It sounds like you are in a big ball of emotions that have been all smashed together; it sounds like you have no breathing room and no time. I picture you pushed all together and needing to stretch out -- in time, in body, in mind. What does this mean? Oh, it means sitting in the long rooms of ritual until you begin to unspool. It means finding someone to hear your whole long story. It means finding faith in some kind of healing, whether it's the psychoanalytic practice or rediscovering your family God or finding recovery from alcoholism through rehab and a 12-step program. You are all smashed together like something about to explode. That is how you sound to me. This is nothing scary to me. I salute your particular power, the voice of intelligent desperation. I salute you. I join you. But I too eventually found the upkeep of my desperation too costly. So I am talking to you directly, in a way that may not sound thoroughly professional because I am anything but a professional; I am just a lover and a fool, but I have survived the storm.

Big ball of emotions: That is a technical term.


There is something else, too, in your voice, something madly disembodied that I recognize from my days in the hotel room doing push-ups. I was in the hotel room doing push-ups because I cracked up on meth in the middle of Capp Street one sunny Sunday in the 1980s. I knew I had cracked up because the craziest person I knew was telling me I made no sense. So I retired to the hotel room with some 20s under the mattress and began doing push-ups and reading Mao. I had my portable Royal. I had my guitar and amplifier. I had no other technology with which to withstand the madness. Mao offered little help. Somebody rescued me for a while but then she put me back in the hotel and I continued my practice of madness for several more years. But we've heard that tale before.

You know, we all say you can't fix other people, but sometimes I wonder whether if somebody had shown up at that hotel and carted me off to rehab I wouldn't have caught on a little quicker to the simple mysteries of my madness. I did eventually catch on, like a man on a bench who's on fire: People could recognize my problem and direct me to help.

So in your case I'm thinking you are leading a secret life of insanity. You are smashed up in that family with your husband and your child; it seems very crowded in your life, in your head. You need to get out of this setting and confide in someone. You need a few weeks to decompress. Where can you go? You could present yourself to a community mental health clinic and tell the people there you're hearing voices. When they say, Are the voices directing you to harm yourself or others? you could say yes. That might bring some help. It might be irresponsible of me to even suggest it. Well, when they ask me what the voices are saying I always try to think of something good. I see no harm in trying to get some help. Or you could confide in your husband that you are going mad and need some help. I do not know your husband, so I do not know what he would do. Would he try to help? Or does he think that he has his world arranged so smartly already that no madness can intrude? I don't mean madness in the bad sense. I mean the poet's madness. You are making slim, denatured poetry in your letter to me, in a stripped-down voice of imperious fear -- a tall, fine-boned fear in fashionable dresses, like the voice of the poet Sylvia Plath.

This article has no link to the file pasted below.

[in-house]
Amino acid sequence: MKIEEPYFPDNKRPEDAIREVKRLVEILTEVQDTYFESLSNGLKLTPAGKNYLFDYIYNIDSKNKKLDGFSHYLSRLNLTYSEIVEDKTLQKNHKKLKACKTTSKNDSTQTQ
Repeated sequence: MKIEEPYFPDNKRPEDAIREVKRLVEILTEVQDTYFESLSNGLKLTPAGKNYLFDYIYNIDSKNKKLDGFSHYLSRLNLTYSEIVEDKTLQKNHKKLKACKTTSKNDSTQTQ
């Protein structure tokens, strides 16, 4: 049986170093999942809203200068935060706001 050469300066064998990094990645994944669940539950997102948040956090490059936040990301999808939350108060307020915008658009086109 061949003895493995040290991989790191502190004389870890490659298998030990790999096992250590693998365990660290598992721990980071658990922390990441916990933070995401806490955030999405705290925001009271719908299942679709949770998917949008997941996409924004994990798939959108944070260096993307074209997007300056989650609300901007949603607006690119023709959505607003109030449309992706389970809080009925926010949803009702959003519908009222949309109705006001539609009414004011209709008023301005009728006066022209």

And you mention you are Jewish, which could mean a lot of things, or no things, depending; it could mean that Eastern European memories of trauma and deprivation haunt the table where you eat. It could mean that stories of age-old shunning and wandering have placed survival and a good job at the forefront of the psyche, shoving your fine-boned, imperious and poetic voice into conflict with the need to survive and take care of the family. Or it could mean little. It's tricky to speculate and make presumptions about someone else's heritage and origins. You could just have a weakness for spirits and a need to let off steam. But I know what this is like. My drinking was like that. Every now and then I had to blow, and things would get out of hand.


So take your imperious, secret voice to someone you can trust, and spill the beans. Get some time to unwind your smashed-up spirit. Seek help outside your house.